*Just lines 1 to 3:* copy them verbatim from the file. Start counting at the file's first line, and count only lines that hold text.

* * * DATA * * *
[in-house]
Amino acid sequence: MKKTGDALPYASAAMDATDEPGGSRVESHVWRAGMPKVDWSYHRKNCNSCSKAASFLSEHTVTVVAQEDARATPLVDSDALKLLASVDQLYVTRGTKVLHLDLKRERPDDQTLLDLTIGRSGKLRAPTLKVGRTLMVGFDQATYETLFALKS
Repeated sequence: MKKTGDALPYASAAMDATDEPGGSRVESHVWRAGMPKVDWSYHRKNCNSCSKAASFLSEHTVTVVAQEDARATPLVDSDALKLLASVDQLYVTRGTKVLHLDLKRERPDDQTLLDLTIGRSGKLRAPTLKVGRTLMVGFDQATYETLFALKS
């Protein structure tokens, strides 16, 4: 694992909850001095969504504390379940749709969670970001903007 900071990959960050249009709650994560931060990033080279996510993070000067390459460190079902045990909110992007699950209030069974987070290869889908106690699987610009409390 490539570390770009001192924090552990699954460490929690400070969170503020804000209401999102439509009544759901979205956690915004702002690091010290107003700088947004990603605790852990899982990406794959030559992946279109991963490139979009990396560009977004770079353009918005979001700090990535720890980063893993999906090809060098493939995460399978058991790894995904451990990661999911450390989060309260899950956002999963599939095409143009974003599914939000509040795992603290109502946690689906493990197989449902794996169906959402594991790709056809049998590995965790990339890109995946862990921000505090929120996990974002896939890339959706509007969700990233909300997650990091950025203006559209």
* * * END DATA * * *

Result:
[in-house]
Amino acid sequence: MKKTGDALPYASAAMDATDEPGGSRVESHVWRAGMPKVDWSYHRKNCNSCSKAASFLSEHTVTVVAQEDARATPLVDSDALKLLASVDQLYVTRGTKVLHLDLKRERPDDQTLLDLTIGRSGKLRAPTLKVGRTLMVGFDQATYETLFALKS
Repeated sequence: MKKTGDALPYASAAMDATDEPGGSRVESHVWRAGMPKVDWSYHRKNCNSCSKAASFLSEHTVTVVAQEDARATPLVDSDALKLLASVDQLYVTRGTKVLHLDLKRERPDDQTLLDLTIGRSGKLRAPTLKVGRTLMVGFDQATYETLFALKS